Thieves Pillage California Campground for Copper

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April 27, 2012 by   - () Leave a Comment

Thieves with an apparent eye on recycling have done about $66,500 worth of damage to electrical hookups at Dogwood Campground in Blue Jay, Calif., by stealing copper wire, U.S. Forest Service (USFS) officials said Monday (April 23).

During the past six weeks, wires made from the semi-precious metal have been cut at 19 RV hookups at the 46-acre USFS campground, located off Highway 18 just east of Daley Canyon Road, Forest Service spokesman John Miller told the Mountain News, Lake Arrowhead, Calif.

In addition, an electrical panel that distributes power to the hookups and other uses has been extensively vandalized. The panel is located about 1.1 miles from the campground’s entrance.

Of the 94 campsites, about 20 have electrical power for RVs, Miller said.

“The $66,500 is the estimated total cost to repair the damage,” Miller said, including labor, repairs to electrical boxes and new copper wire. “But until the contractors get in and see it, who knows? It could go higher.”

As they led a tour of the damaged sites on Monday, Miller and USFS colleague Bob Poole said the suspects had even cut a few feet of wire from a lighted display board at a campground amphitheater.


Poole said “six or eight” brass drinking fountains had also been removed from their bases, leaving only threaded water pipes in their wake.

“Wire theft has been problematic in urban areas,” Miller said. “Now it’s spreading to the mountains. This really concerns me.”

Authorities have reported an increasing number of copper thefts, including both wire and plumbing pipes, in recent months, as prices for the metal have increased and unemployment has risen because of the recession.

Poole said the campground — which remains closed for winter and is scheduled to reopen on Memorial Day weekend — is patrolled, but the thefts occurred in spite of Forest Service personnel driving through.

Miller said the Forest Service is asking people who use the campground for hiking or walking their dogs during its closed periods to keep alert. He asks them to call 9-1-1 if they notice a wire theft in progress, or phone the USFS office, (909) 382-2600, if they notice suspicious activity that doesn’t constitute a crime in progress.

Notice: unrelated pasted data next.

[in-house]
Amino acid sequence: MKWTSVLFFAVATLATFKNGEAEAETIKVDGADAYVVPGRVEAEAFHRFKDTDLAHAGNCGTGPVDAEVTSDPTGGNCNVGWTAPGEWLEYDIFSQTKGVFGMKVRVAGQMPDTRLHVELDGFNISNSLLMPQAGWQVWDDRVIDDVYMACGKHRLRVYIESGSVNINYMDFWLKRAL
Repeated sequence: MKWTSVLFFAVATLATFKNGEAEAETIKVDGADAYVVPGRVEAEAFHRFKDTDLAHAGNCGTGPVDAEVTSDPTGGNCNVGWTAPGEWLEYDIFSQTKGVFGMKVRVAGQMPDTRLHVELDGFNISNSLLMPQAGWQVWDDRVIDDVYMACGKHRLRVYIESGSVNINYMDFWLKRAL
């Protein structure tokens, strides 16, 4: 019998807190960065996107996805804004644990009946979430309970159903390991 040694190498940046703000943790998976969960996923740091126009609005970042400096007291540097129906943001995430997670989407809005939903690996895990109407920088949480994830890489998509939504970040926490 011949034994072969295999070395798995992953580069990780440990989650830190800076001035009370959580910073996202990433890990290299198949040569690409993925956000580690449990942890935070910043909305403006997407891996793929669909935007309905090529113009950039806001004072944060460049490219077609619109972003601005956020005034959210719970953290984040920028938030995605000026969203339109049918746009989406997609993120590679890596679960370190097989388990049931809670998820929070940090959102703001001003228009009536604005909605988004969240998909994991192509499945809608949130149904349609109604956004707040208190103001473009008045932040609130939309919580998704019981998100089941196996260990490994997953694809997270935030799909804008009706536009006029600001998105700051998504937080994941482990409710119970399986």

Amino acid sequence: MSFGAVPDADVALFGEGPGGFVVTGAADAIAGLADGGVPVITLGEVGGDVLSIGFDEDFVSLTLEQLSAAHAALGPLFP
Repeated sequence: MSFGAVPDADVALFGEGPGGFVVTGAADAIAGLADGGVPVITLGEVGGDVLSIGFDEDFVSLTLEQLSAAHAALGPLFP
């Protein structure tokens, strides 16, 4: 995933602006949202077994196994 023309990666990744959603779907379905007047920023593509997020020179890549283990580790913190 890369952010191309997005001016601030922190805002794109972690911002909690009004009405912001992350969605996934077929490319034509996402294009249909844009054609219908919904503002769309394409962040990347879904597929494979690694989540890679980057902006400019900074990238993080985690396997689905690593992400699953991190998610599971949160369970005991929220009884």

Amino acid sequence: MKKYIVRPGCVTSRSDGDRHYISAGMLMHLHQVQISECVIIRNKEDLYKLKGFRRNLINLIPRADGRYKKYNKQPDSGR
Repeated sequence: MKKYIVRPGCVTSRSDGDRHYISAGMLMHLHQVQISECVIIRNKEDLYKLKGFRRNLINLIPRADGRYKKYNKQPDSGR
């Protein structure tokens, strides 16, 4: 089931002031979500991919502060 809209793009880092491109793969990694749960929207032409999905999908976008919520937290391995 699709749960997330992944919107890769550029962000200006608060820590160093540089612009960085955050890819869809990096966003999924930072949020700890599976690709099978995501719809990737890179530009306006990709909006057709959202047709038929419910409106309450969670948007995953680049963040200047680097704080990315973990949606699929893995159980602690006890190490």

Miller said the worst outcome could be that if thefts continue it could lead to a full closure of the campground so that even benign uses would be halted.

“The last thing we want to see is scofflaws preventing our friends and neighbors from using such a beautiful site,” he said.

Poole said thieves actually targeted two power panels, but damage at one was minimal because the wires were encased in metal conduit. At the heavily damaged panel, he said, wires were routed through plastic conduit, which the perpetrators apparently sliced through after cutting the main power feed.

Miller said USFS is just one government agency that has experienced the theft of valuable metals recently. Another is Caltrans, which he said has reported metal thefts at its Fontana traffic management center, as well as metal railings from highway bridges.

Miller said USFS officials first noticed its materials disappearing last fall, when about 1,000 fence posts were apparently stolen from a restoration project site in Cajon Pass. The steel wire to link the posts—intended to keep off-road vehicles out of an environmentally sensitive area — also vanished, he said, meaning at least 10,000 feet of wire was taken.


“Copper theft is a pervasive, opportunistic crime targeting transportation, communication and electricity networks,” according to a flyer the officials provided. “Since commodity prices for copper have more than doubled in the past two years the theft of copper from telephone lines, electrical substations, highway infrastructure and residential homes has grown exponentially.”

The sheet quotes the U.S. Department of Energy as estimating the annual value of stolen copper wire at nearly $1 billion. It also cites “a definitive link between stealing copper and illegal drug use, primarily methamphetamine.”

Poole cited AB 844, a California law enacted in 2008, that requires recycling centers that buy copper to check the seller’s ID, take a video or photo of the seller and the material sold and collect the seller’s thumb print.

“Cash is not allowed to be given instantly,” the flyer says. “The seller must come back three days later or have a check mailed to them.


A total of 70 people have been killed, and many more injured, while trying to steal copper, the document adds, including a 26-year-old man electrocuted while apparently trying to take copper from a utility pole in Fontana on April 16.

Miller said he is confident the wires will be replaced by Memorial Day weekend. “The camp will open on time even if the wiring is not replaced,” he said.

Poole said the electrical panel’s destruction involved “not just the RV hookups, but the infrastructure.” The vandalism affects lights in the campground’s restrooms as well as pumps for its water system. “It affects everything,” he said.

Miller said USFS investigators are probing the wire thefts but have not found physical evidence to help them identify the thieves.

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